The happiness that followed caused Anna to write the song Yes, I Know! with these words:

“Come, ye sinners, lost and hopeless,

Jesus’ blood can make you free;

For He saved the worst among you,

When He saved a wretch like me.

And I know, yes, I know

Jesus’ blood can make the vilest sinner clean.” ²

Do you know Christ today? Are you depending on your own goodness and works? Are you fully trusting in His grace this hour? Come to Christ, and He will not turn you away.


 

1. NBC News, Ebola Death Toll Rises to 4,033
2. Hymntime, Yes, I Know! 

Jonah: On the Run

Jonah: On the Run (1:1-3)

Introduction

The book of Jonah contains only fifty-eight verses, but those few verses include a storm at sea, the conversion of sailors, a miraculous rescue, a song of praise, the repentance of Israel’s archenemy, and an intensely honest dialogue between the Lord and Israel’s most reluctant prophet.

The author, who is most likely Jonah, sets the tone in this passage to focus on God and Jonah.

The Text

“1 Now the word of the LORD came to Jonah the son of Amittai, saying, 2 “Arise, go to Nineveh, that great city, and call out against it, for their evil has come up before me.” 3 But Jonah rose to flee to Tarshish from the presence of the LORD. He went down to Joppa and found a ship going to Tarshish. So he paid the fare and went down into it, to go with them to Tarshish, away from the presence of the LORD.”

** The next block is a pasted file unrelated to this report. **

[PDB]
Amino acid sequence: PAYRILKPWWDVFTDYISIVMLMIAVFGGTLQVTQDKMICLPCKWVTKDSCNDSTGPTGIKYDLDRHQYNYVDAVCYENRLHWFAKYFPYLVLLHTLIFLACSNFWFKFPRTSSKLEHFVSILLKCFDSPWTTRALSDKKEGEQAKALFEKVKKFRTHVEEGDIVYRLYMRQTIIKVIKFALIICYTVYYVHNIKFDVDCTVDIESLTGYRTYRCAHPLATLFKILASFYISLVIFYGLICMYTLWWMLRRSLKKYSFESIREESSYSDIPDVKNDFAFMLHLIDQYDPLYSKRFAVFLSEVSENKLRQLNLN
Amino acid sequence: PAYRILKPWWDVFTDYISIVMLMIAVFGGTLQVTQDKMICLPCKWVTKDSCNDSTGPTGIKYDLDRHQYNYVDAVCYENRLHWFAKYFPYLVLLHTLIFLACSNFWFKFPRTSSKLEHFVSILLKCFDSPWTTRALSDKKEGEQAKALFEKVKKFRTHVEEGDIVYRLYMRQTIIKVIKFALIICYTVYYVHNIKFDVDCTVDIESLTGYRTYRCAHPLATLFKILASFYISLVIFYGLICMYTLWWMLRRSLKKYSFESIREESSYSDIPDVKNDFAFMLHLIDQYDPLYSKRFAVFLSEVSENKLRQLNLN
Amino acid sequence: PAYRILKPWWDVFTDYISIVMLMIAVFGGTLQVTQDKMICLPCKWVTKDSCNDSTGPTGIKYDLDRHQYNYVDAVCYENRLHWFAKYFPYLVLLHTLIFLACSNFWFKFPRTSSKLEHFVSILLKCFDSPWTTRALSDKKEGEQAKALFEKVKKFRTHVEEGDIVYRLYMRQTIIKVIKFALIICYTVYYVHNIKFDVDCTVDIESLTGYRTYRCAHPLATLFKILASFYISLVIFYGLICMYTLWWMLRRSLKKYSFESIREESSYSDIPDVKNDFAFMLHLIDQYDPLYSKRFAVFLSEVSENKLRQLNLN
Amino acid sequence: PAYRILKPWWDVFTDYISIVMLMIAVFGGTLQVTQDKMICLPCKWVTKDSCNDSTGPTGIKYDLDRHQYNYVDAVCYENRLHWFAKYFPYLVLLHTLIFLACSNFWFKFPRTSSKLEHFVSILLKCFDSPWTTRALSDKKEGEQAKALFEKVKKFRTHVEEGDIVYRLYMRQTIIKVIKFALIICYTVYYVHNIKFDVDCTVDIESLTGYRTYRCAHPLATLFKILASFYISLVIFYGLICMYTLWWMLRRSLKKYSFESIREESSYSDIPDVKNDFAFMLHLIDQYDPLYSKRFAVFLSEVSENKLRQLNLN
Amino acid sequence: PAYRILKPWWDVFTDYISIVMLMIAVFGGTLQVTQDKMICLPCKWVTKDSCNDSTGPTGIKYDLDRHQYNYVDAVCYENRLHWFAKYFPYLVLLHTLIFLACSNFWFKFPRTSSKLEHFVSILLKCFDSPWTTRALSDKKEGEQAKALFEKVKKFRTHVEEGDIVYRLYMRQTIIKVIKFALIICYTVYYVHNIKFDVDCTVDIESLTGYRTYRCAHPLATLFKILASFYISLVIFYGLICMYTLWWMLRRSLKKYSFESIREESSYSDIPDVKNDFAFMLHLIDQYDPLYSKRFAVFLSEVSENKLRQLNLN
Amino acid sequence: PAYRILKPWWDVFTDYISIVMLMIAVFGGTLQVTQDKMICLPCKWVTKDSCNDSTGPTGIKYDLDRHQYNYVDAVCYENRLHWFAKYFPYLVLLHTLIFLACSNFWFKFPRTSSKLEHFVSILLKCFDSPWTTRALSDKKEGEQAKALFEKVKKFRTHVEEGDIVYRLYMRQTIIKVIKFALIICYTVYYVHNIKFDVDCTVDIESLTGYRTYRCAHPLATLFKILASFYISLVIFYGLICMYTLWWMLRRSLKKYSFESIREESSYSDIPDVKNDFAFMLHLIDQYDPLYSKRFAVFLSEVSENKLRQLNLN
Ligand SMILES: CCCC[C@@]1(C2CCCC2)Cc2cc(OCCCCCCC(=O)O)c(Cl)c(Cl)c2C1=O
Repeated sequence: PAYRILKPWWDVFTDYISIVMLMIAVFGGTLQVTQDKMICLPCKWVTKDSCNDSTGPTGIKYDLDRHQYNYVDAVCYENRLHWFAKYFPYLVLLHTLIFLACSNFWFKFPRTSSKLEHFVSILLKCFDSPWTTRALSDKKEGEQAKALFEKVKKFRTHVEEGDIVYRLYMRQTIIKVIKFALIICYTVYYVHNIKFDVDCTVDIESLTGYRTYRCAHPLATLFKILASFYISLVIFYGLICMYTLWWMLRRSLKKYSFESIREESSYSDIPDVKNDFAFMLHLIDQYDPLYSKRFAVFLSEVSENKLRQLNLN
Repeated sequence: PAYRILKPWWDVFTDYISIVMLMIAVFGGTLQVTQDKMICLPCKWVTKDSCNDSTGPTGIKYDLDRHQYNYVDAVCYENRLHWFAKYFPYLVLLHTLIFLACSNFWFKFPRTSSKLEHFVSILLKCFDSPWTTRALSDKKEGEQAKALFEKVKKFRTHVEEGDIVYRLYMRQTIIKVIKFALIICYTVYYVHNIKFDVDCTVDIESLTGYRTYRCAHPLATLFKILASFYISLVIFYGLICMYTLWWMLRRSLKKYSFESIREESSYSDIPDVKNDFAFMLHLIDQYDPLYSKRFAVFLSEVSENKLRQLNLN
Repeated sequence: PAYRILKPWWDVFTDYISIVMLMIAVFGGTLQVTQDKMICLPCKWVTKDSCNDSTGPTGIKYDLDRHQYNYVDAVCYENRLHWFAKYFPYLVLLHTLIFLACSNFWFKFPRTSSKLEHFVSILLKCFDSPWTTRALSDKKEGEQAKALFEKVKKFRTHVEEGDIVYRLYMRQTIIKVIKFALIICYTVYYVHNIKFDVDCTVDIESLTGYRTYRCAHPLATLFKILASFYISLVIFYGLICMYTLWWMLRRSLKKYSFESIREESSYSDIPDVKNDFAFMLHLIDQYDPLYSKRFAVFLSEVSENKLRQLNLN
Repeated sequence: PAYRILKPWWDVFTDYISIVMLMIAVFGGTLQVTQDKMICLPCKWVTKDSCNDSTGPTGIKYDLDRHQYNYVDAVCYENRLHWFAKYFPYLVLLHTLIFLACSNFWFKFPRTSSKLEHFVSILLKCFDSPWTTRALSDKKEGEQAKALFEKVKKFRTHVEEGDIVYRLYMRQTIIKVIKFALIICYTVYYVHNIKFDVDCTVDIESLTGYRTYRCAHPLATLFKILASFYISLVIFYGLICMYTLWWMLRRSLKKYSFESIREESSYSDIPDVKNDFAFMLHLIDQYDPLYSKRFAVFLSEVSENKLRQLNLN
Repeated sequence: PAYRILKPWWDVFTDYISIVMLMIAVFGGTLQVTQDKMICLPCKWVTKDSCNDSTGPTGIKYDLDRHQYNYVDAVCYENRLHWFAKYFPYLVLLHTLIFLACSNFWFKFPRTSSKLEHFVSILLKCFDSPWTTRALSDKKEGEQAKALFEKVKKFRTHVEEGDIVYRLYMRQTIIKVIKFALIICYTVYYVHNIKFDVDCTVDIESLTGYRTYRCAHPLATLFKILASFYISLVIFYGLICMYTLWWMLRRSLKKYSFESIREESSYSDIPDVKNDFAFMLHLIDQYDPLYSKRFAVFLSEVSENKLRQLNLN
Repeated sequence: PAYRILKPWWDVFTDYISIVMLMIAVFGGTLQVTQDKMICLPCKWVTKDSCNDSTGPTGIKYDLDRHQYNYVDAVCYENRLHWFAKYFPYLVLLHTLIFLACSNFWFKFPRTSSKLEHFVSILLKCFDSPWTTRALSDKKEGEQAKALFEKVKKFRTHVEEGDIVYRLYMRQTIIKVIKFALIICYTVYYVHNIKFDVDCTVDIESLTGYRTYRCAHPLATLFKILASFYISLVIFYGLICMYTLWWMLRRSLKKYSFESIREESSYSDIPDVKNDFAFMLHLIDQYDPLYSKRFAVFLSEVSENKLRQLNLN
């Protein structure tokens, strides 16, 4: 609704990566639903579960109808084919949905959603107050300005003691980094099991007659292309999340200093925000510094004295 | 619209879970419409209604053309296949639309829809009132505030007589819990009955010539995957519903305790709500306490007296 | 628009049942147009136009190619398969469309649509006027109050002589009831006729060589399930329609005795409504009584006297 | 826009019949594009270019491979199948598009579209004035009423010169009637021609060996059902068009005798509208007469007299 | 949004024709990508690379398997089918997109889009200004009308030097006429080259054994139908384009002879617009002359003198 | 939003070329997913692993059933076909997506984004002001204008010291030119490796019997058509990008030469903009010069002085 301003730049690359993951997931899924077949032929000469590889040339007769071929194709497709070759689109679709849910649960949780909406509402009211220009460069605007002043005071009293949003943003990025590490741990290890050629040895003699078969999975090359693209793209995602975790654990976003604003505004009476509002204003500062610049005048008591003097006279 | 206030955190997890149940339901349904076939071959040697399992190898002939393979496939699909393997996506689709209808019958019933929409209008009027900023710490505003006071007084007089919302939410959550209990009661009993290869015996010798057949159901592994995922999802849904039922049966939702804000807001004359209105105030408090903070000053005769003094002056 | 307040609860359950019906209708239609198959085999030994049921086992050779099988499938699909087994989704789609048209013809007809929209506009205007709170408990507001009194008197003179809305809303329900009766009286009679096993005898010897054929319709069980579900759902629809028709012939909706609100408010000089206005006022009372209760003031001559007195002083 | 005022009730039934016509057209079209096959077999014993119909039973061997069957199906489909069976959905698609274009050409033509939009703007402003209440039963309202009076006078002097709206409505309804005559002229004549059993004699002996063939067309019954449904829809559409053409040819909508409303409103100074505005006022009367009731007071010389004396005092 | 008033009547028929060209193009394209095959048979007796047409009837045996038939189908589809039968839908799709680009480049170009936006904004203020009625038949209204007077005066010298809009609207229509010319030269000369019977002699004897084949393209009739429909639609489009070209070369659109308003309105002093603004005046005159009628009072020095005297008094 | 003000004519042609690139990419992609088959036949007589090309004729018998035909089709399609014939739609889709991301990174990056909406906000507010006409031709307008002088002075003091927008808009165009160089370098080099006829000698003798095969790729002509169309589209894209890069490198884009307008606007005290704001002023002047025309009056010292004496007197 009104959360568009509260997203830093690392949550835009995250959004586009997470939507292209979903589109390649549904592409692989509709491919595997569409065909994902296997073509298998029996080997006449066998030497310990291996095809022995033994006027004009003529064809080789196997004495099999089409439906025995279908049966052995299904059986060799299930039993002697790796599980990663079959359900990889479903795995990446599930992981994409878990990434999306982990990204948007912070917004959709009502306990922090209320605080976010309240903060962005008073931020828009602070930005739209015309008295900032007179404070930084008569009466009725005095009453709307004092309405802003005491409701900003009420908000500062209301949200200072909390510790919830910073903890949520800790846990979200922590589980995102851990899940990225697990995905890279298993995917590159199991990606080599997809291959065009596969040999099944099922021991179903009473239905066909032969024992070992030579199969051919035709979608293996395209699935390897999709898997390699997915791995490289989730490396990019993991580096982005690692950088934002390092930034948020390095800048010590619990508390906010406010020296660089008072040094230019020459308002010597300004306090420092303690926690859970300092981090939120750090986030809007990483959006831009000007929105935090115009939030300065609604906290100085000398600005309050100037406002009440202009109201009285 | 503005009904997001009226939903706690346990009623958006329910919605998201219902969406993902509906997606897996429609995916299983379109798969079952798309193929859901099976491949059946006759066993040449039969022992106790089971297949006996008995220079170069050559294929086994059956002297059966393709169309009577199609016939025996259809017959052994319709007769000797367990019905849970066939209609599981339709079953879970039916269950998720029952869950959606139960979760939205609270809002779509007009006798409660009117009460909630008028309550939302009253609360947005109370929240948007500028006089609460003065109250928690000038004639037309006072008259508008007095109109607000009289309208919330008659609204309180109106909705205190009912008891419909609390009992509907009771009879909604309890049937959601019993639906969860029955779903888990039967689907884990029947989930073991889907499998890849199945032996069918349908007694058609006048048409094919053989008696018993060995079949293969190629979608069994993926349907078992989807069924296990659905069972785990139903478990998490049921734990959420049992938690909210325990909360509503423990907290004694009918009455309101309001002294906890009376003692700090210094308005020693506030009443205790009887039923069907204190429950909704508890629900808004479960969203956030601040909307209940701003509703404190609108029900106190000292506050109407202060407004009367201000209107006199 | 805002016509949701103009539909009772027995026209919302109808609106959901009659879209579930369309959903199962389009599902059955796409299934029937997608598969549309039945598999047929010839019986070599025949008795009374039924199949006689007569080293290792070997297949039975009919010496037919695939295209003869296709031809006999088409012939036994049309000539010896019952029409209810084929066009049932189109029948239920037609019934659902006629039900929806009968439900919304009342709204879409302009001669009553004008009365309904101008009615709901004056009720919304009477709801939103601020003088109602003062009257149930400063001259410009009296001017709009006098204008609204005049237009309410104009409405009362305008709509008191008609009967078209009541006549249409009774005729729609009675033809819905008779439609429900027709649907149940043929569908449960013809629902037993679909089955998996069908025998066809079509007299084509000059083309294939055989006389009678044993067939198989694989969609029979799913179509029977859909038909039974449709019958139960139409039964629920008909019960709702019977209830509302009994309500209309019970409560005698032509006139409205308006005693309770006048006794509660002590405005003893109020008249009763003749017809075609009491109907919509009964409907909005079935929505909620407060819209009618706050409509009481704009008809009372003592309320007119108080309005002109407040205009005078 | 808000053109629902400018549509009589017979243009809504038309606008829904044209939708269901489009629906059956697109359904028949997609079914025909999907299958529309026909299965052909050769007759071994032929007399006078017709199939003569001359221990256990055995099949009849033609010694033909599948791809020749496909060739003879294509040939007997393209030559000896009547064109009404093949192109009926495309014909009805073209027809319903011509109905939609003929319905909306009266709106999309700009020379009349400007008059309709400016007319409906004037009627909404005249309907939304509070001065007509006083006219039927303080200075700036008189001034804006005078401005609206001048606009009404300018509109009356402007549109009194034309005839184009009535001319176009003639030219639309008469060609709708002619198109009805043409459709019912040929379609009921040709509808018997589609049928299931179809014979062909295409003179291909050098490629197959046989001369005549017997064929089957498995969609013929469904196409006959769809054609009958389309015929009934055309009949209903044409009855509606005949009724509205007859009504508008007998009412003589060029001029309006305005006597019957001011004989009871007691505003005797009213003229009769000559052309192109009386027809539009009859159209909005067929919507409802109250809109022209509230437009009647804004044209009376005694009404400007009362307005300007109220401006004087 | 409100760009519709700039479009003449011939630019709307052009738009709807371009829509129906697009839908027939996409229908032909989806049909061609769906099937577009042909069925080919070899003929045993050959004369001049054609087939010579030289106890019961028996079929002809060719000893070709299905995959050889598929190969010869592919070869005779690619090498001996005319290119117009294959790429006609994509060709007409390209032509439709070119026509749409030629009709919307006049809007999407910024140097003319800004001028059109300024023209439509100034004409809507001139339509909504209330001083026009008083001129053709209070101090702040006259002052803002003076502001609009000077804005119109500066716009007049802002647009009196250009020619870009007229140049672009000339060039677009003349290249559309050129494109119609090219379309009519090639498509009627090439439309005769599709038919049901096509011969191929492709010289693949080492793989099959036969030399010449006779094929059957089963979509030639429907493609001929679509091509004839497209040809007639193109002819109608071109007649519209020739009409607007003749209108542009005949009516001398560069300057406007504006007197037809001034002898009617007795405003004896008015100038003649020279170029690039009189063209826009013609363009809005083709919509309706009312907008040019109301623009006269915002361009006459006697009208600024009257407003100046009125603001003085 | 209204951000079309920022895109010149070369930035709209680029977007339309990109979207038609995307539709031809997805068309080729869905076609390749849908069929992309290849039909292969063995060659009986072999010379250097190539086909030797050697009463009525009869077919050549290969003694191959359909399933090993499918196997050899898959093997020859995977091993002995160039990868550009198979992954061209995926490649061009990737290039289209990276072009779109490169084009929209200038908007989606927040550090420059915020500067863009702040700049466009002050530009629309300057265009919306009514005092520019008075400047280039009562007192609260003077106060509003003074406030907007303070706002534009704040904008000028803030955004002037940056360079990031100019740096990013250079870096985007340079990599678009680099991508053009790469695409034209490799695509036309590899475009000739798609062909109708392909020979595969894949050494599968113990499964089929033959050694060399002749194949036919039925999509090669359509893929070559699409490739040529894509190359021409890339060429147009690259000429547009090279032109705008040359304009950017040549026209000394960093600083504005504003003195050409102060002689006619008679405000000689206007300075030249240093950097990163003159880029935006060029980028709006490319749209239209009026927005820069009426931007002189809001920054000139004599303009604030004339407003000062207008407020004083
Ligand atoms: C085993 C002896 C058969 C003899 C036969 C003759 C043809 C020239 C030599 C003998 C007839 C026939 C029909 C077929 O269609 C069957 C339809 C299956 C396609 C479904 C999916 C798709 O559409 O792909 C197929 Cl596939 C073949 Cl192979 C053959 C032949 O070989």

Jonah’s Call

In the first verse, the author begins this story by saying that “the word of the LORD came to Jonah. . .” (v. 1). This phrase is used when God speaks directly to someone who is asked to participate in God’s mission in a special way. God spoke personally to Jonah. Often times, we look down on him because he ran from God. Despite that, God loved him and favored him. If God didn’t favor Jonah, He wouldn’t have spoken to him in such a personal way.

In the Bible, a person’s name was the description of their character. This is true for the many names given to God in the Bible, and also for the various people in the Scriptures. Take Genesis 25 for example, where we read about the birth of Jacob: “Afterward his brother came out with his hand holding Esau’s heel, so his name was called Jacob” (25:26). So his name means, “he takes by the heel” or “he cheats.” With that in mind, what is the meaning of the name “Jonah?”

His name means “dove.” Do you recall what Noah did with the dove? Of course you do. It’s found in one of the most beloved Bible stories. In Genesis 8:10-11, Noah sends out a dove from the ark and it returns with the branch of an olive tree, symbolizing peace and compassion. Similarly, God sent out Jonah to be a symbol of peace to the Ninevites. God wanted to rescue the Ninevites from destruction and judgment by His wrath so that they could have peace, forgiveness and mercy.